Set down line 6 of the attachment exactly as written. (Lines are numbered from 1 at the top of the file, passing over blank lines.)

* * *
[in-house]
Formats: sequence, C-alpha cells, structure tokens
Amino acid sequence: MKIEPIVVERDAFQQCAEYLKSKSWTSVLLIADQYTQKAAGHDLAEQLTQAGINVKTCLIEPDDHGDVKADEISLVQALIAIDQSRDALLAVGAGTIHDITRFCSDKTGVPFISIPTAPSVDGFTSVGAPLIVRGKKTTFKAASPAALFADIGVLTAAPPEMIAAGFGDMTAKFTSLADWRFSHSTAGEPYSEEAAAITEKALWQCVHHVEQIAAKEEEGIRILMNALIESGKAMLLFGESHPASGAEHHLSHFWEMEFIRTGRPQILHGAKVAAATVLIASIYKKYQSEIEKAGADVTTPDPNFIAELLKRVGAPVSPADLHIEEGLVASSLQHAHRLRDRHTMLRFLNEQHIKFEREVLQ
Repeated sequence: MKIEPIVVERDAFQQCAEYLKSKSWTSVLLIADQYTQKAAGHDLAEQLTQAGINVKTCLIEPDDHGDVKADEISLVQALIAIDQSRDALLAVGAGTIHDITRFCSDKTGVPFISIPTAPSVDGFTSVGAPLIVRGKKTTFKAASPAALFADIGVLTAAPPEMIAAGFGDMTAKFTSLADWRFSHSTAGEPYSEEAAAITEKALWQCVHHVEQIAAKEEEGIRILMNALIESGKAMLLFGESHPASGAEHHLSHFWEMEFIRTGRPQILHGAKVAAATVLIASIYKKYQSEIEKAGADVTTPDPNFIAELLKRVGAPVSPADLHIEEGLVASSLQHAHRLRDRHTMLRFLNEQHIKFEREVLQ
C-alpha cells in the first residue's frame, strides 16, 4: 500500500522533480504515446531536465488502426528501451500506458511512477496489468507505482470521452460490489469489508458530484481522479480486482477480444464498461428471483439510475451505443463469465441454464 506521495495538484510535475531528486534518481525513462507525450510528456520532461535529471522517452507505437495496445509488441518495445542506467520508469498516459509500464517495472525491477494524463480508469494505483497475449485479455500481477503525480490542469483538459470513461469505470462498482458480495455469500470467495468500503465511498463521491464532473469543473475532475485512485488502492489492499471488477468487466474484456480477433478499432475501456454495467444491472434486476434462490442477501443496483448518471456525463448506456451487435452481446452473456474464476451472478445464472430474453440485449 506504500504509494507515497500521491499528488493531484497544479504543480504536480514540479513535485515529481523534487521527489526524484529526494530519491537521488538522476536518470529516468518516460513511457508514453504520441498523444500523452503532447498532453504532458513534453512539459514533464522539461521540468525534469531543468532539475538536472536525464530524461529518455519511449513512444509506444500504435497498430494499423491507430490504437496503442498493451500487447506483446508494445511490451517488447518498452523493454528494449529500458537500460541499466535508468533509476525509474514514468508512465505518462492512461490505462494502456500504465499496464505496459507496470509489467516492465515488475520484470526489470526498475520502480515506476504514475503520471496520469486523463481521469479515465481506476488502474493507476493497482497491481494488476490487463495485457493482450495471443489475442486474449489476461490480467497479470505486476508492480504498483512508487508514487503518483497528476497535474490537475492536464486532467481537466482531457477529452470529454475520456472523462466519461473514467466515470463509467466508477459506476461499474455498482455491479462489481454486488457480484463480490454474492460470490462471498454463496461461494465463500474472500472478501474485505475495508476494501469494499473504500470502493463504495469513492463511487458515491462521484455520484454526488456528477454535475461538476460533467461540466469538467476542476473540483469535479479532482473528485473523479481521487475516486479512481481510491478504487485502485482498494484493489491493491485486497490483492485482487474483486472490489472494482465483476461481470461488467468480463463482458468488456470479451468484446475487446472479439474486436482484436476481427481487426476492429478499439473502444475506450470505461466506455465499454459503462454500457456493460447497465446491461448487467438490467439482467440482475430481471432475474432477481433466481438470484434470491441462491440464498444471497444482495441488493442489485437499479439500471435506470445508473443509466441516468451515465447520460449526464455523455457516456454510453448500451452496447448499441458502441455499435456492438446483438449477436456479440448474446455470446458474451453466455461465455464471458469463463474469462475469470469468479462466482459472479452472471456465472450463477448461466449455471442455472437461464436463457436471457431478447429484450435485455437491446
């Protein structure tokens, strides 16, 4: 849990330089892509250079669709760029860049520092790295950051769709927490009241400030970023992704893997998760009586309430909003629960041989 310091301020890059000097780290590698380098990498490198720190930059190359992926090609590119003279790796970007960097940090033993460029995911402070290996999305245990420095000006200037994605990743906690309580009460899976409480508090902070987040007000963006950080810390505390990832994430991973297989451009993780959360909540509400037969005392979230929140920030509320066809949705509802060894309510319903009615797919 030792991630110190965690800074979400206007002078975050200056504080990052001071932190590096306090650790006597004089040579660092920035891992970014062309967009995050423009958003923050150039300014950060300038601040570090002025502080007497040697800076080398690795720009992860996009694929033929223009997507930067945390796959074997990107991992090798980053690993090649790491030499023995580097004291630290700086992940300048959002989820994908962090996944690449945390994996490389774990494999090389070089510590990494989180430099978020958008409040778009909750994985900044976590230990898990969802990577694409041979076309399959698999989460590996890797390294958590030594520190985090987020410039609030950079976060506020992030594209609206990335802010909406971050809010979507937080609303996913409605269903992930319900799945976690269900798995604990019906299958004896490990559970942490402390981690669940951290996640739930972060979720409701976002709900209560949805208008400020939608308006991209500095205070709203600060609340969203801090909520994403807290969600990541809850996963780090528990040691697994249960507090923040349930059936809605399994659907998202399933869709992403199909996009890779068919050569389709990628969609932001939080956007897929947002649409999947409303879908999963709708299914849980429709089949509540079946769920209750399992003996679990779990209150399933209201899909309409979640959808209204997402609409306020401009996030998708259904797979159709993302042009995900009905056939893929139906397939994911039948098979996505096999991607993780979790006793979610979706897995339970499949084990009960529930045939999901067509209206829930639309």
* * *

């Protein structure tokens, strides 16, 4: 849990330089892509250079669709760029860049520092790295950051769709927490009241400030970023992704893997998760009586309430909003629960041989 310091301020890059000097780290590698380098990498490198720190930059190359992926090609590119003279790796970007960097940090033993460029995911402070290996999305245990420095000006200037994605990743906690309580009460899976409480508090902070987040007000963006950080810390505390990832994430991973297989451009993780959360909540509400037969005392979230929140920030509320066809949705509802060894309510319903009615797919 030792991630110190965690800074979400206007002078975050200056504080990052001071932190590096306090650790006597004089040579660092920035891992970014062309967009995050423009958003923050150039300014950060300038601040570090002025502080007497040697800076080398690795720009992860996009694929033929223009997507930067945390796959074997990107991992090798980053690993090649790491030499023995580097004291630290700086992940300048959002989820994908962090996944690449945390994996490389774990494999090389070089510590990494989180430099978020958008409040778009909750994985900044976590230990898990969802990577694409041979076309399959698999989460590996890797390294958590030594520190985090987020410039609030950079976060506020992030594209609206990335802010909406971050809010979507937080609303996913409605269903992930319900799945976690269900798995604990019906299958004896490990559970942490402390981690669940951290996640739930972060979720409701976002709900209560949805208008400020939608308006991209500095205070709203600060609340969203801090909520994403807290969600990541809850996963780090528990040691697994249960507090923040349930059936809605399994659907998202399933869709992403199909996009890779068919050569389709990628969609932001939080956007897929947002649409999947409303879908999963709708299914849980429709089949509540079946769920209750399992003996679990779990209150399933209201899909309409979640959808209204997402609409306020401009996030998708259904797979159709993302042009995900009905056939893929139906397939994911039948098979996505096999991607993780979790006793979610979706897995339970499949084990009960529930045939999901067509209206829930639309």